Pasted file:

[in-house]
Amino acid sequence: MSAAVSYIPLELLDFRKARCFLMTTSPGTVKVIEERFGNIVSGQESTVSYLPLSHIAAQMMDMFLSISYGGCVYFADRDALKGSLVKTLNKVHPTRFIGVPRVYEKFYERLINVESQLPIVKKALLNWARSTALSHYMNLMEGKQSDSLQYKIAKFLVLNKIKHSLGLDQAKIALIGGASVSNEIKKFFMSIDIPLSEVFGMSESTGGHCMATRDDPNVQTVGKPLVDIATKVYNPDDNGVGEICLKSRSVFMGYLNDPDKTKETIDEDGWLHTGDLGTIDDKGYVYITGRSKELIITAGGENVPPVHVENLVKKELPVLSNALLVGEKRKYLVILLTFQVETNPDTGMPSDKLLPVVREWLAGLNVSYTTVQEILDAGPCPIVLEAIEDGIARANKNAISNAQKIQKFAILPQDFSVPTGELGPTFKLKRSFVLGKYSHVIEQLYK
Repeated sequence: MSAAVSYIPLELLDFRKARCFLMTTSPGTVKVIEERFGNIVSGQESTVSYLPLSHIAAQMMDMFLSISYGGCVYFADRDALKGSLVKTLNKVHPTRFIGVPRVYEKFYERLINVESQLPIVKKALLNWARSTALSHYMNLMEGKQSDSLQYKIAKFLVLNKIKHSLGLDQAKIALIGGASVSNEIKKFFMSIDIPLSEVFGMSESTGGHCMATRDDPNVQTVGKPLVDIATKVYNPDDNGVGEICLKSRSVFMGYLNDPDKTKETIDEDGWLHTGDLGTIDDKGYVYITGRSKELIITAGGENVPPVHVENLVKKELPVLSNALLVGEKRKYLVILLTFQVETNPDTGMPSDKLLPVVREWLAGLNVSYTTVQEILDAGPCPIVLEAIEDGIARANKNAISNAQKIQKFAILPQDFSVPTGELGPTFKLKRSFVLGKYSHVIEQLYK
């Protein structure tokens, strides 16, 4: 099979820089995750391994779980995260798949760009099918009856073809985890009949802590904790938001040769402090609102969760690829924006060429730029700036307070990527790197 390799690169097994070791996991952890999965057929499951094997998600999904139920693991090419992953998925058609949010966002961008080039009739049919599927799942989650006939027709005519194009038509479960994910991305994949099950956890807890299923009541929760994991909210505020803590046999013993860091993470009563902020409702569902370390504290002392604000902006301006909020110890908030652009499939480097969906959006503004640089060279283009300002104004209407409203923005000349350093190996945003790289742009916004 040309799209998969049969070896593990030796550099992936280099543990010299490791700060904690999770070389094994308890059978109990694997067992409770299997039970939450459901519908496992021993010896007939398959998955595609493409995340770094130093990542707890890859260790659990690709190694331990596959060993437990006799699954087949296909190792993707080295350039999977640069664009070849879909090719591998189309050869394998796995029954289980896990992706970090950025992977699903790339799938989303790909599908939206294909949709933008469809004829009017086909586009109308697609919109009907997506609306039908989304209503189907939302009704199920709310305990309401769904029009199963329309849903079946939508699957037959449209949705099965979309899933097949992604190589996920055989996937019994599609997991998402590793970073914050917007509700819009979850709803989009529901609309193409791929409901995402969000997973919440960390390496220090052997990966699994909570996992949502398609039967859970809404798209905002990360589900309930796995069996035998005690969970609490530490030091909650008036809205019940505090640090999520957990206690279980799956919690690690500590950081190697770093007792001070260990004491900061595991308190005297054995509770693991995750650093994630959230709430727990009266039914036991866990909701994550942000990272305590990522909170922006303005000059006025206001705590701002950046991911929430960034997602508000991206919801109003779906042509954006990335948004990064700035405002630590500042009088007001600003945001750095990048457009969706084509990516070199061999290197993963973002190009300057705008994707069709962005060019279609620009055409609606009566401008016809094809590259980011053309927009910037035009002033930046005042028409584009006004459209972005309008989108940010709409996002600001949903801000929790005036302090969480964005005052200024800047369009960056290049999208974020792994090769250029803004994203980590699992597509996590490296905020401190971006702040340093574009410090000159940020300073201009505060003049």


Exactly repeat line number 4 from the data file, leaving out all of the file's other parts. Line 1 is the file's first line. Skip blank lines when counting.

């Protein structure tokens, strides 16, 4: 099979820089995750391994779980995260798949760009099918009856073809985890009949802590904790938001040769402090609102969760690829924006060429730029700036307070990527790197 390799690169097994070791996991952890999965057929499951094997998600999904139920693991090419992953998925058609949010966002961008080039009739049919599927799942989650006939027709005519194009038509479960994910991305994949099950956890807890299923009541929760994991909210505020803590046999013993860091993470009563902020409702569902370390504290002392604000902006301006909020110890908030652009499939480097969906959006503004640089060279283009300002104004209407409203923005000349350093190996945003790289742009916004 040309799209998969049969070896593990030796550099992936280099543990010299490791700060904690999770070389094994308890059978109990694997067992409770299997039970939450459901519908496992021993010896007939398959998955595609493409995340770094130093990542707890890859260790659990690709190694331990596959060993437990006799699954087949296909190792993707080295350039999977640069664009070849879909090719591998189309050869394998796995029954289980896990992706970090950025992977699903790339799938989303790909599908939206294909949709933008469809004829009017086909586009109308697609919109009907997506609306039908989304209503189907939302009704199920709310305990309401769904029009199963329309849903079946939508699957037959449209949705099965979309899933097949992604190589996920055989996937019994599609997991998402590793970073914050917007509700819009979850709803989009529901609309193409791929409901995402969000997973919440960390390496220090052997990966699994909570996992949502398609039967859970809404798209905002990360589900309930796995069996035998005690969970609490530490030091909650008036809205019940505090640090999520957990206690279980799956919690690690500590950081190697770093007792001070260990004491900061595991308190005297054995509770693991995750650093994630959230709430727990009266039914036991866990909701994550942000990272305590990522909170922006303005000059006025206001705590701002950046991911929430960034997602508000991206919801109003779906042509954006990335948004990064700035405002630590500042009088007001600003945001750095990048457009969706084509990516070199061999290197993963973002190009300057705008994707069709962005060019279609620009055409609606009566401008016809094809590259980011053309927009910037035009002033930046005042028409584009006004459209972005309008989108940010709409996002600001949903801000929790005036302090969480964005005052200024800047369009960056290049999208974020792994090769250029803004994203980590699992597509996590490296905020401190971006702040340093574009410090000159940020300073201009505060003049």